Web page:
Croatia joined the eurozone on 1 January. After a two-week transition period, from Sunday, only euro payments will be possible in the country, the Croatian daily Vecernji List reports. Since Croatia is very popular among Hungarians, this will affect them as well.
Based on the practice of countries that have adopted the euro as their national currency, the Croatian National Bank (Hrvatska narodna banka, HNB) expects that 1.1 billion pieces of metallic currency and 500 million banknotes will be exchanged by citizens during the specified period, Portfolio writes.
They added that the kuna coins weigh the equivalent of 124 Zagreb trams, or 5,600 tonnes, while the banknotes, if stacked on top of each other, would form a column 50 kilometres high, six times higher than Mount Everest.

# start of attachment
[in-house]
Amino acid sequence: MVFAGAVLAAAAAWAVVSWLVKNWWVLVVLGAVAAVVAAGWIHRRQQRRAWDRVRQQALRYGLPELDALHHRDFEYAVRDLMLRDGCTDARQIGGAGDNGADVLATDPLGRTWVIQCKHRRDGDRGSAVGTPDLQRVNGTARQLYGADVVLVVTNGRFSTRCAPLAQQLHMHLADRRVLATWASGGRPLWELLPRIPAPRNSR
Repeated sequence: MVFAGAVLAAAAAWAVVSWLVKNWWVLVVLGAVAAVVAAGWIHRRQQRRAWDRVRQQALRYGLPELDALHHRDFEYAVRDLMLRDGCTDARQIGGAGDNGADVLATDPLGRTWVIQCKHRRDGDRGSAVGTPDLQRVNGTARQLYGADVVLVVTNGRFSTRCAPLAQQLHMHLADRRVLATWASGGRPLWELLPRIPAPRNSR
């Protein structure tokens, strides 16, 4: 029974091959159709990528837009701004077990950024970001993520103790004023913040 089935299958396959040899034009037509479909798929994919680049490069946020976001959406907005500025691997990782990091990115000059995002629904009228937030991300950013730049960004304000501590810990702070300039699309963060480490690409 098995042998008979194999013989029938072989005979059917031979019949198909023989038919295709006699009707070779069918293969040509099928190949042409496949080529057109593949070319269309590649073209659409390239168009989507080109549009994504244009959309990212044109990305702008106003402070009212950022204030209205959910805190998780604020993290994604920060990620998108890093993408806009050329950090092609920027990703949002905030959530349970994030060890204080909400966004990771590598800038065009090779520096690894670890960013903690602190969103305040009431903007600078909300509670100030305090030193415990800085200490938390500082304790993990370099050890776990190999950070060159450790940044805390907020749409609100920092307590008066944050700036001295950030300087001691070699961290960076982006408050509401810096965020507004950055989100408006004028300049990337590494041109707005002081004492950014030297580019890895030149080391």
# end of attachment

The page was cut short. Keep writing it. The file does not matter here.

Until the end of 2023, banks and other financial institutions will exchange the kuna free of charge at the predetermined exchange rate. After 2023, it can only be exchanged at the central bank. Banknotes can be redeemed indefinitely, but metallic coins only for the next three years.